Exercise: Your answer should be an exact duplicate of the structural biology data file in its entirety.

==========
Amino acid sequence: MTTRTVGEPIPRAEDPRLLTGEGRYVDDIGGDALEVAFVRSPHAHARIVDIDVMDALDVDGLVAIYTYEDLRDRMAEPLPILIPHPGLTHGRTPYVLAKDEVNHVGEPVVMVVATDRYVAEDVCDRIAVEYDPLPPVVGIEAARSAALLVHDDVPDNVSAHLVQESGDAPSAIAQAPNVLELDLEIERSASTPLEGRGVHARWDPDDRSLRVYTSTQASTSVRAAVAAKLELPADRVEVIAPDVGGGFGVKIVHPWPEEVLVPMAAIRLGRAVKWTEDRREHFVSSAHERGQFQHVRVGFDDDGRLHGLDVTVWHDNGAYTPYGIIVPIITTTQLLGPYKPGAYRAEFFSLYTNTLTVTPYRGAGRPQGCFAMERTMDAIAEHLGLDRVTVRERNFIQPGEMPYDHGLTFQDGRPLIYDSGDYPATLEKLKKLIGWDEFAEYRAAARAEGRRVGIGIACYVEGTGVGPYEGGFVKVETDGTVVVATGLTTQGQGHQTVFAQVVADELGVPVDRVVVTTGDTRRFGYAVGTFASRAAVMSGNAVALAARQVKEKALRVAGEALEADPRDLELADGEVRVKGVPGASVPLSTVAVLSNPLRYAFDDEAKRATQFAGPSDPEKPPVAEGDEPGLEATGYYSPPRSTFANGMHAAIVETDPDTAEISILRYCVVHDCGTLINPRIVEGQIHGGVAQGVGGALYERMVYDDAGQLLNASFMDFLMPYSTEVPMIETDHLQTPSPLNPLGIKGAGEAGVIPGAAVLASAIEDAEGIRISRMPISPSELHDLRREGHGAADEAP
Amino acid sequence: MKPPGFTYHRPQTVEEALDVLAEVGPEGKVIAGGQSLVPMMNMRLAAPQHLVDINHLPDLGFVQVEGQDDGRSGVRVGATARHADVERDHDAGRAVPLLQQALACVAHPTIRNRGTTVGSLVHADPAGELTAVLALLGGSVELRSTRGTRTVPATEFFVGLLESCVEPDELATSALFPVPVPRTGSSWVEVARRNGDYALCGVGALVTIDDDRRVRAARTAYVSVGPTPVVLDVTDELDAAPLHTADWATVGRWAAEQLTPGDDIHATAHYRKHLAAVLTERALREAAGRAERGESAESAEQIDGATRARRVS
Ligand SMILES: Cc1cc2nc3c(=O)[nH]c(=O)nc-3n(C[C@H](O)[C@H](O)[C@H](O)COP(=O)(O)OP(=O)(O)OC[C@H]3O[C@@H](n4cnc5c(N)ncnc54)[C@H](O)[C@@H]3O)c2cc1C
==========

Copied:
Amino acid sequence: MTTRTVGEPIPRAEDPRLLTGEGRYVDDIGGDALEVAFVRSPHAHARIVDIDVMDALDVDGLVAIYTYEDLRDRMAEPLPILIPHPGLTHGRTPYVLAKDEVNHVGEPVVMVVATDRYVAEDVCDRIAVEYDPLPPVVGIEAARSAALLVHDDVPDNVSAHLVQESGDAPSAIAQAPNVLELDLEIERSASTPLEGRGVHARWDPDDRSLRVYTSTQASTSVRAAVAAKLELPADRVEVIAPDVGGGFGVKIVHPWPEEVLVPMAAIRLGRAVKWTEDRREHFVSSAHERGQFQHVRVGFDDDGRLHGLDVTVWHDNGAYTPYGIIVPIITTTQLLGPYKPGAYRAEFFSLYTNTLTVTPYRGAGRPQGCFAMERTMDAIAEHLGLDRVTVRERNFIQPGEMPYDHGLTFQDGRPLIYDSGDYPATLEKLKKLIGWDEFAEYRAAARAEGRRVGIGIACYVEGTGVGPYEGGFVKVETDGTVVVATGLTTQGQGHQTVFAQVVADELGVPVDRVVVTTGDTRRFGYAVGTFASRAAVMSGNAVALAARQVKEKALRVAGEALEADPRDLELADGEVRVKGVPGASVPLSTVAVLSNPLRYAFDDEAKRATQFAGPSDPEKPPVAEGDEPGLEATGYYSPPRSTFANGMHAAIVETDPDTAEISILRYCVVHDCGTLINPRIVEGQIHGGVAQGVGGALYERMVYDDAGQLLNASFMDFLMPYSTEVPMIETDHLQTPSPLNPLGIKGAGEAGVIPGAAVLASAIEDAEGIRISRMPISPSELHDLRREGHGAADEAP
Amino acid sequence: MKPPGFTYHRPQTVEEALDVLAEVGPEGKVIAGGQSLVPMMNMRLAAPQHLVDINHLPDLGFVQVEGQDDGRSGVRVGATARHADVERDHDAGRAVPLLQQALACVAHPTIRNRGTTVGSLVHADPAGELTAVLALLGGSVELRSTRGTRTVPATEFFVGLLESCVEPDELATSALFPVPVPRTGSSWVEVARRNGDYALCGVGALVTIDDDRRVRAARTAYVSVGPTPVVLDVTDELDAAPLHTADWATVGRWAAEQLTPGDDIHATAHYRKHLAAVLTERALREAAGRAERGESAESAEQIDGATRARRVS
Ligand SMILES: Cc1cc2nc3c(=O)[nH]c(=O)nc-3n(C[C@H](O)[C@H](O)[C@H](O)COP(=O)(O)OP(=O)(O)OC[C@H]3O[C@@H](n4cnc5c(N)ncnc54)[C@H](O)[C@@H]3O)c2cc1C